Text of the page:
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How to Detect and Avoid the Top Scam Money Making Websites

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The reviews for MySurvey mainly consist of users complaining that the payout per completed survey has dropped drastically from seventy five points ($0.75) to just ten to thirty points ($0.10 to $0.30), regardless that some of their surveys can last up to forty five minutes. This certainly places MySurvey in the slave-labor category.

ReviewStream.com

ReviewStream allows users to earn money by writing reviews about anything they desire, including homes appliances, toys, companies, hotels, politics, cities, stores on your street, or even your neighbor's pets. ReviewStream will pay $2.50 per accepted review. Many join ReviewStream, reasoning that as they already review for Yelp, they might as well get paid for it instead.

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Well that's not quite how it works. Reviews first have to be approved, and when they are not approved users will never learn why. Instead users are directed to a page that states, in capital letters, "Your review is not valuable, we are not interested in it." After much searching on line, you'll uncover testimonials from previous users revealing that this is ReviewStream's way of refusing any reviews that fall under two hundred and fifty words. This may be the case, but nowhere on the site does ReviewStream state that reviews are subject to a minimum number of words.

Reviews may also be partially approved, in a system called "bulk reviews", whereby users get paid "the bulk rate" of one fifth of the going rate (fifty cents) for a review that is considered mediocre, but not bad enough to dump entirely. ReviewStream encourages users to include personal opinions in their reviews, but what eventually leads them to accept, partially accept or totally reject a review remains a mystery.

The cash out threshold is fifty dollars and many reviewers complain that, since most reviews are only accepted at the bulk rate of fifty cents, they may have to write up to one hundred reviews before reaching that cash out. Many users have also complained about not being paid and being met with unusually aggressive responses from staff when attempting to chase up their dues.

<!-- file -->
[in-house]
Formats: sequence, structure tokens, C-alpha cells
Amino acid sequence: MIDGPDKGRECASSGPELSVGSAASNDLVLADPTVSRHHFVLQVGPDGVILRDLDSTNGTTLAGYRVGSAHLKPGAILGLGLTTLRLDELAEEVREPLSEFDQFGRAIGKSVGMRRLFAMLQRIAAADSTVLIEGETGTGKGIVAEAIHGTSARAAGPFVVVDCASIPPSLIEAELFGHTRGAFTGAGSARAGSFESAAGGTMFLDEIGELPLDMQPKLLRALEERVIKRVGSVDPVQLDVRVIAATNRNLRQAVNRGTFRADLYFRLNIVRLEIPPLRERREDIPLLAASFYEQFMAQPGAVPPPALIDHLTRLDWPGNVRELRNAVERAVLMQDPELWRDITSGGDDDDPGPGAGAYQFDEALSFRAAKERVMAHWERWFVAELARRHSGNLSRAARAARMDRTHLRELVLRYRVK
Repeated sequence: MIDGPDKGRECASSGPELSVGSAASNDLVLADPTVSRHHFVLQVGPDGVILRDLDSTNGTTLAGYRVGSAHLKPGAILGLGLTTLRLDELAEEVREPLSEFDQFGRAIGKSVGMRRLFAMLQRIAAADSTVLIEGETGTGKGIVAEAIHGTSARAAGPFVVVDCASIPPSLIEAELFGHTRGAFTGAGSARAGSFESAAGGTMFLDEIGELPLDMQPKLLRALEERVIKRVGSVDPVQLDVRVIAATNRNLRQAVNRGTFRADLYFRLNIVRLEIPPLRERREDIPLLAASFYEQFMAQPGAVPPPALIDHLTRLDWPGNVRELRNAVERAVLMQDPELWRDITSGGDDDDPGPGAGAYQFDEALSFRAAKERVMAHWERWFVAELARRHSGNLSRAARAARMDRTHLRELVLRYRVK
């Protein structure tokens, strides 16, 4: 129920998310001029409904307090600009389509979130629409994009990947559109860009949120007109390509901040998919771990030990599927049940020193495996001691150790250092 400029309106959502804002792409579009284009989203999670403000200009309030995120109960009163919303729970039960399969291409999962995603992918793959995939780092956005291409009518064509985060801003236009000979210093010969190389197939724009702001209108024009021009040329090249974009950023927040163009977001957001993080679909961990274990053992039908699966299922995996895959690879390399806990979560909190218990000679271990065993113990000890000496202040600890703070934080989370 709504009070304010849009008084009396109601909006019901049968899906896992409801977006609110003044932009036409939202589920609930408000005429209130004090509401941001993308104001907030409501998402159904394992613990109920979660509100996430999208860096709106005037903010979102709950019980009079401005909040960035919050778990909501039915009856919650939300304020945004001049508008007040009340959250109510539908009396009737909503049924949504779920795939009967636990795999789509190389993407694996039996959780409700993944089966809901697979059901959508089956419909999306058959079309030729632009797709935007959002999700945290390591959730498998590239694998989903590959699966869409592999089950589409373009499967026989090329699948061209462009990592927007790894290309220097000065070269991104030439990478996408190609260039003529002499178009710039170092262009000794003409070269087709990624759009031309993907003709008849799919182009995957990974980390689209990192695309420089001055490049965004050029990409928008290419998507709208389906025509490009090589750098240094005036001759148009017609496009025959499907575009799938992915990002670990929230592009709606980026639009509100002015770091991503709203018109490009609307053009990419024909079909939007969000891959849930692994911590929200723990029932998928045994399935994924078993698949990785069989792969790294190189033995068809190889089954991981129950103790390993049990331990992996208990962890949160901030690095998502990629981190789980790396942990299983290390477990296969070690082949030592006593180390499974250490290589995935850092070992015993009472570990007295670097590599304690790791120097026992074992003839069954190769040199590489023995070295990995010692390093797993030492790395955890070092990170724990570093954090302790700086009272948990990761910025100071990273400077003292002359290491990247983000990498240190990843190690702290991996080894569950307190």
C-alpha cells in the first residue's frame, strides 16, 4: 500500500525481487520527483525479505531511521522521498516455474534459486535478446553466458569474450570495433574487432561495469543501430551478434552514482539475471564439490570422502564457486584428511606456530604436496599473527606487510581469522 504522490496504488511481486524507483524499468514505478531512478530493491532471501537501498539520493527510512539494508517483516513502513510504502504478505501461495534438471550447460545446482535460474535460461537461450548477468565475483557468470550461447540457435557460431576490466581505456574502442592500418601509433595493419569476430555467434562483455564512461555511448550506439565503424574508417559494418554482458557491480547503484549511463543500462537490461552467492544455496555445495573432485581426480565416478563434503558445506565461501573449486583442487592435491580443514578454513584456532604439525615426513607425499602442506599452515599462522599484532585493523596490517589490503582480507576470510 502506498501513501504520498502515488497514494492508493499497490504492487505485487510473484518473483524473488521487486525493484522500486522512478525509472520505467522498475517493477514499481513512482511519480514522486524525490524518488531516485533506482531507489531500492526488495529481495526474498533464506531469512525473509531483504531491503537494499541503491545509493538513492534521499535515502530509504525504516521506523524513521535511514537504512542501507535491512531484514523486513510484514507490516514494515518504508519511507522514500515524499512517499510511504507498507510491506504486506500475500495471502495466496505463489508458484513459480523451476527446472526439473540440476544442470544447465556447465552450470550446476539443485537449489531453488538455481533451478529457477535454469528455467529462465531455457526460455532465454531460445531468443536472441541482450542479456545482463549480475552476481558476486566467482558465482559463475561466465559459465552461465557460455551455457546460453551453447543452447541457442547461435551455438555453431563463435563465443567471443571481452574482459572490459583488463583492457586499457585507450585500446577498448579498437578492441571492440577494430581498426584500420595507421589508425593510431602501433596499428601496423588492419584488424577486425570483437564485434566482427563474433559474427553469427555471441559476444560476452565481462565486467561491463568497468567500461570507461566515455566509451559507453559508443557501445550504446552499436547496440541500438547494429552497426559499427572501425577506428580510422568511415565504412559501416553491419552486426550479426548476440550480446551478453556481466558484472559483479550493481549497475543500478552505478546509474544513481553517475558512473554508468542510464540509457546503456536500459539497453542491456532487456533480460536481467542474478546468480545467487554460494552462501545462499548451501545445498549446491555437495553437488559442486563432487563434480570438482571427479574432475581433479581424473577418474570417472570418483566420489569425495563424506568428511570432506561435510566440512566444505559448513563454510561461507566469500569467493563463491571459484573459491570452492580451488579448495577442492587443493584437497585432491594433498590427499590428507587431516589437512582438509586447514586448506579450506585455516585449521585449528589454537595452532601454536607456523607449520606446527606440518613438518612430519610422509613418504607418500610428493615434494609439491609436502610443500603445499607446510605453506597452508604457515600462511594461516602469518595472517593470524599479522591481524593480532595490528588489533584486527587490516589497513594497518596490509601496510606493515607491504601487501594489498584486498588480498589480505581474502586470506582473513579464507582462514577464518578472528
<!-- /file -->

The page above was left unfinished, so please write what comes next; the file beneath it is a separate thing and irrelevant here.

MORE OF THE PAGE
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The other complaint is that although ReviewStream claims to respond to submissions within seventy two hours, they will more often than not take considerably longer before letting users know whether they plan to accept or reject their work.

Finally, looking at their Whois records, it appears that ReviewStream is hiding their real address by using a US proxy to register under a US address. Yet a brief email exchange with the ReviewStream staff and their poor grasp of the English language, will raise the question, where in the world is this site really based?

In conclusion, ReviewStream does not inspire trust, their business practices are questionable and user complaints are practically viral on the internet.


Constant Content

Constant content is touted as a high quality site for serious writers. You may write about anything you please, so long as it contains useful information, is not written in the first person, and expresses no personal opinions. To guarantee greater success, you are welcome to pick a title from a list of requested titles. You may also name your price per article, and some of the requested titles are priced anywhere between twenty dollars and two hundred dollars depending on the number of words.

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Knowing that Constant Content accepts only the very best and most thoroughly researched writing, users toil late into the night, researching the story and minding their grammar. And then they submit. And then they are rejected.

Many users complain of articles being rejected for reasons including a missing comma, a misspelled word, a minor grammar adjustment, citing of references, use of words like "may be' which apparently indicate opinion, and many more. Of course grammar needs to be prefect and guidelines need to be followed, but it seems, based on the following evidence, that Constant Content is looking for reasons to reject.

Firstly the rejection email with the explanation about the missing comma requires more effort on the part of the editor than simply inserting the comma and accepting the article. Users may certainly resubmit the article, though no more than three times according to the rules. Then it is banished forever.

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I am a research scientist and a writer, with a PhD in neuroscience from University College London. I recently published the novel, A Life Lived Ridiculously, about a girl with obsessive compulsive disorder who makes the horrible mistake of (more...)
 

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